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Angiotensin II Receptor Blockers
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Angiotensin II Receptor Blockers
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The information in this Medicines for Cardiovascular Disease section has been taken from a number of sources. It is meant to give you information about certain medicines, but it does not cover all of the possible uses, warnings, side effects, or interactions with other medicines and vitamin or herbal supplements. This information should not be used as medical advice for individual problems. Please talk to your doctor and/or your pharmacist for prescription instructions.


Why do I need to take angiotensin II receptor blockers?

Angiotensin II receptor blockers are used to treat high blood pressure (hypertension). These medicines work as well as ACE inhibitors for treating high blood pressure, but may not cause the cough that is sometimes associated with ACE inhibitors.

How do angiotensin II receptor blockers work?

These medicines block the action of angiotensin II, an enzyme that is responsible for causing the blood vessels to narrow. If the blood vessels are relaxed, your blood pressure is lowered and more oxygen-rich blood can reach your heart.

How much do I take?

There are many different kinds of angiotensin II receptor blockers. The amount of medicine that you need to take varies. Talk to your doctor or pharmacist for more information about how and when to take this medicine.

What if I am taking other medicines?

Other medicines that you may be taking can increase or decrease the effect of angiotensin II receptor blockers. These effects are called an interaction. Be sure to tell your doctor about every medicine and vitamin or herbal supplement that you are taking, so he or she can make you aware of any interactions.

The following are some of the medicines that can interact with certain kinds of angiotensin II receptor blockers. Because there are so many kinds of medicines within each category, not every type of medicine is listed by name. Tell your doctor about every medicine that you are taking, even if it is not listed below.

  • Diuretics.
  • Medicines, vitamin supplements, or salt substitutes that contain potassium.
  • Any other medicines that you may be taking to treat high blood pressure or a heart condition.
  • Any over-the-counter medicines for hay fever, cold, or flu.

Also, do not drink alcohol until you have spoken with your doctor. Taking alcohol and angiotensin II receptor blockers together can lower your blood pressure too much, making it more likely that you may become dizzy or faint.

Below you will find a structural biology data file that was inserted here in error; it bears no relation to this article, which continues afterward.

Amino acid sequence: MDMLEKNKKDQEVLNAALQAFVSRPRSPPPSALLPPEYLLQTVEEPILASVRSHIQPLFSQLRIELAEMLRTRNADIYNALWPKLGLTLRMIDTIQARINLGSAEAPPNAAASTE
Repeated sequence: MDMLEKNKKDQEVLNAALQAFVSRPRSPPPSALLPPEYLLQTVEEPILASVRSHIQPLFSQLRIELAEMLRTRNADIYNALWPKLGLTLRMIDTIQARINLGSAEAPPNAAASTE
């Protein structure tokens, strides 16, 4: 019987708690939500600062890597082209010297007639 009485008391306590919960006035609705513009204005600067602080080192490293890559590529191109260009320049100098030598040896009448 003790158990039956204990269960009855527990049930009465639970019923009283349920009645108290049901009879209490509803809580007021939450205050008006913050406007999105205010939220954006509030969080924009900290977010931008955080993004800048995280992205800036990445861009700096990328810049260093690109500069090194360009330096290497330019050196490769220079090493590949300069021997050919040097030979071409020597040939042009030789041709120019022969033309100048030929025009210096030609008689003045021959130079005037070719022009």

What else should I tell my doctor?

Talk to your doctor about your medical history before you start taking angiotensin II receptor blockers. The risks of taking the medicine need to be weighed against its benefits. Here are some things to consider if you and your doctor are deciding whether you should take an angiotensin II receptor blocker.

  • You have allergies to other medicines.
  • You are thinking of becoming pregnant or you are pregnant.
  • You have taken an ACE inhibitor in the past and had a bad reaction.
  • You are breast-feeding your baby. (Doctors do not know if these medicines pass into breast milk. Do not breast-feed your baby and take these medicines without first talking to your doctor.)
  • You have other medical problems, such as kidney disease or liver disease.
  • You have diabetes.
  • You have severe congestive heart failure (especially if you are taking Avapro or Diovan).
  • You tend to become dehydrated very easily (especially if you are taking Avapro or Diovan).

What are the side effects?

Sometimes a medicine causes unwanted effects. These are called side effects. Not all of the side effects for angiotensin II receptor blockers are listed here. If you feel these or any other effects, you should check with your doctor.

Common side effects:

  • Headache (with Cozaar)

Less common side effects:

  • Cough
  • Fever
  • Sore throat
  • Dizziness
  • Back pain
  • Diarrhea
  • Fatigue
  • Upset stomach
  • Nervousness
  • Heartburn

Rare side effects:

  • Stuffy nose or cough
  • Chills
  • A hoarse voice
  • Swelling of the face, mouth, hands, or feet
  • Trouble swallowing or breathing
  • Trouble sleeping
  • Dizziness, lightheadedness, or fainting

Again, tell your doctor right away if you have any of these side effects. Do not stop taking your medicine unless your doctor tells you to. If you stop taking your medicine without checking with your doctor, it can make your condition worse.

See on other sites: 

American Heart Association
www.heart.org/HEARTORG/Conditions/HighBloodPressure/ Types-of-Blood-Pressure-Medications_UCM_303247_Article.jsp
Types of Blood Pressure Medications  

Safemedication.com
A consumer-based site by the American Society of Health-System Pharmacists that provides information about all types of medicines as well as safety tips for their proper use. The site's search feature lets users search medicines by the brand or generic name.


Updated August 2014
 
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